With just days to go until the contract extension deadline, the Hornets committed $48 million over four years to Kemba Walker, per ESPN.com. Walker isn't yet the kind of player that should pull a $12 million annual salary. Charlotte, though, clearly has hopes he might be soon and was willing to compensate Walker as if his growth were a foregone conclusion.
This kind of investment can be a dangerous game. It's unlikely lining up around $12 million for Walker in each of the next four years will sink the Hornets at this or any juncture. Franchises can maneuver around contracts of that size and potentially flip them if circumstances permit. Still, putting this much on the line for a guard of Walker's particulars is worrisome at the very least, especially for a franchise lacking in potential stars.
Is Walker intended to be a high-volume scorer? He averaged 17.7 points per game in each of the past two seasons, though in both cases Walker's teams fell in the bottom seven in offensive efficiency. This was not a matter of coincidence. Of all the players in the league to shoot as often as Walker did last season, only one -- Sixers rookie Michael Carter-Williams -- posted a lower effective field goal percentage. Walker neither shoots well from range nor gets to the rim as often as needed, a combination that leaves the 25-year-old to deke his way into mid-range jumpers against taller opponents.
Is his lot, then, to be a star-level playmaker? Walker set up his teammates as often as Kyrie Irving, Mike Conley and Goran Dragic did last season, which in itself is no small thing. Yet Walker is distinct from that lot for everything he cannot do. Most glaring of all: Walker's forays into the paint don't collapse a defense, as any team with a living, breathing scouting department knows full well that Walker has few options after pushing deep into the paint. His horrid shooting percentage around the rim (48.9 percent) is symptomatic of his height. It's in this way that Walker's size becomes a liability, and his otherwise solid passing skills bump up against a ceiling of towering centers and spindly limbs.
Charlotte obligates itself to a player whose strengths are inextricable from his limitations. Everything associated with Walker comes with some caveat, save his new salary: Next season the Hornets will be on the hook to pay their starting point guard well into eight figures while still trying to address significant gaps elsewhere on the roster. It's entirely possible that Walker's game will flourish as the players around him improve or are replaced. Playing so many minutes alongside the range-less wing duo of Michael Kidd-Gilchrist and Gerald Henderson, for example, naturally eats into the space afforded to a scorer like Walker. With better shooters comes more breathing room, and within it more freedom to shake off defenders with wily ball handling.
To what degree the Hornets can upgrade those wing positions (and other holes in the roster) with Walker cashing extension checks remains to be seen. Next year's team already projects to be over the salary cap, supposing that Al Jefferson accepts his player option. The cap sheet in subsequent seasons is more open-ended, particularly as the NBA's new TV deal takes the gap to greater heights. As it stands today, Lance Stephenson is already in the mix to give Charlotte another player capable of turning his possession of the ball into actionable offense. That said, it's not as if Stephenson's three-point shooting will open up the floor for the Hornets in any significant way. Kidd-Gilchrist, to his credit, also trades off in his shooting deficiency with strong perimeter defense, incredible rebounding for his position and intuitive cutting. Finding a player who checks the same boxes while also projecting as a long-range threat might not be feasible on Charlotte's new budget. Opting for a substitute without those skills, on the other hand, could do damage as suggested by the then-Bobcats' sudden defensive drop whenever MKG checked out of the game.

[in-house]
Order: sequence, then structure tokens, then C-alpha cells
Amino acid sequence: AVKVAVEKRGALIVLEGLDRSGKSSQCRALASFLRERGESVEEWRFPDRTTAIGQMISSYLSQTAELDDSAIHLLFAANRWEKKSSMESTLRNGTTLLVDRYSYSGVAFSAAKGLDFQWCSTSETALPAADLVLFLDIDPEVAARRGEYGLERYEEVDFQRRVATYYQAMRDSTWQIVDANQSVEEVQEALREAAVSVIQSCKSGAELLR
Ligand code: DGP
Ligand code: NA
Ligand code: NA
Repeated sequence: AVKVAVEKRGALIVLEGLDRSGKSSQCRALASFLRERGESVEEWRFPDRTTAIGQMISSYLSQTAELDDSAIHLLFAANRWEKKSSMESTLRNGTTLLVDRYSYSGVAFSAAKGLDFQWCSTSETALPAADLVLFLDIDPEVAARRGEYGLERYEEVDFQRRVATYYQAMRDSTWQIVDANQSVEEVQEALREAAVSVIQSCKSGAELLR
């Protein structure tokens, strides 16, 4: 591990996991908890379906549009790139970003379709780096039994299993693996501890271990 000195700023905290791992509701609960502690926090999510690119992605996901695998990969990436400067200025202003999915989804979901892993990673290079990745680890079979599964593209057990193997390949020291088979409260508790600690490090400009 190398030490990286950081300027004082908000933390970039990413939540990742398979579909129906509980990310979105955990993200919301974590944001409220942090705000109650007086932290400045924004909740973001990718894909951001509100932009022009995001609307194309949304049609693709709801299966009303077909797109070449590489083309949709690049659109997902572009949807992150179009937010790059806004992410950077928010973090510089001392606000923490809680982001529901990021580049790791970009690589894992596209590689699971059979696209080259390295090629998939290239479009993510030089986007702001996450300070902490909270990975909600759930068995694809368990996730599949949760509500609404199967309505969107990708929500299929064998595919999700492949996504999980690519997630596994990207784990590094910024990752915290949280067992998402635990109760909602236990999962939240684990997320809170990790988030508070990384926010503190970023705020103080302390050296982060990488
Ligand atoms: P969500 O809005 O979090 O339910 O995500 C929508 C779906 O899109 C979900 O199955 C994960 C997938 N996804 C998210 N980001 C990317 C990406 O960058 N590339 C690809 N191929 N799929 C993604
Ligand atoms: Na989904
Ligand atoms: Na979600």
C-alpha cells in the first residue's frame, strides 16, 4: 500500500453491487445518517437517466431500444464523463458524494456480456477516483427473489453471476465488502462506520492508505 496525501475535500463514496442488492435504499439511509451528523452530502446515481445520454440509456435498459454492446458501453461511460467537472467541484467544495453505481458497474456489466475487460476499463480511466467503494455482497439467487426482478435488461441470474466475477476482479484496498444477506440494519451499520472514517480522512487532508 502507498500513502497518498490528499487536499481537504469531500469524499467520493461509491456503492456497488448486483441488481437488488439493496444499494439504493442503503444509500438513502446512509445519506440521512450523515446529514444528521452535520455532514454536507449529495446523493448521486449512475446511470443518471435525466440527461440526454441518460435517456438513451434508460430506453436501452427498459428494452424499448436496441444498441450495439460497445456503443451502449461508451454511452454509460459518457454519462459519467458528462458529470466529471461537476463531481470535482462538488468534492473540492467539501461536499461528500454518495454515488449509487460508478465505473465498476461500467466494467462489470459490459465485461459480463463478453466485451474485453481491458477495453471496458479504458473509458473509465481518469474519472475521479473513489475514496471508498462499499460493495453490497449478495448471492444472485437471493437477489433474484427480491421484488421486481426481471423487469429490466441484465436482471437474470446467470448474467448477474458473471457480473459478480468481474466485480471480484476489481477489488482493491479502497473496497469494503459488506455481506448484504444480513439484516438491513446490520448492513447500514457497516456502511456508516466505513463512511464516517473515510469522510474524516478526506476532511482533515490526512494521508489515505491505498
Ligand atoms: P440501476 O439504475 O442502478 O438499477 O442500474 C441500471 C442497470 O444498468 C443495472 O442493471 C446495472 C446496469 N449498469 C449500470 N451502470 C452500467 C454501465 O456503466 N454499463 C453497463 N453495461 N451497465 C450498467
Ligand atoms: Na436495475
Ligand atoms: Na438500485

It also shouldn't be ignored that Walker had plenty of schematic help last season from Steve Clifford's offense, flush as it was with simultaneous action and other misdirection. The flaw was not in the design, nor in a lack of first-option help. Walker had the benefit of working alongside an All-Star caliber center who drew all kinds of attention in the post, and yet still the offense that Walker curated could score no more consistently than the muddled Cavs or free-falling Pacers. That is a problem Charlotte just bet $48 million it can solve organically.
There are reasons, still, to favor Walker, beginning with a winning personality. It was in part his influence that enticed Jefferson and bound those in Charlotte's locker room during a playoff-worthy season. He's the kind of individual that NBA franchises love to have around -- positive without sliding into delusion, committed without being overbearing. Perhaps it's those qualities that the Hornets invest in now as much as any. In terms of game alone, though, it's worth wondering if a player as complicated as Walker warrants a lucrative extension as a means of keeping him out of free agency. The market for undersized point guards leans shy in most cases, in part because the position is overpopulated with quality alternatives. A stop-gap is rarely more than a mid-level exception away.
There is always some risk in letting a player of discernible quality fish for offers. Walker would be no different. Yet Charlotte had the luxury of holding out for a better deal without risking some critical blow in the event of Walker's exit. He's a leader of this current team and will be a contributor to its success. He's also, as cold as it sounds, not so effective on the court as to be above replacement. The Hornets clearly see Walker differently -- so much so as to pay their merely starting-caliber guard as if he were something more.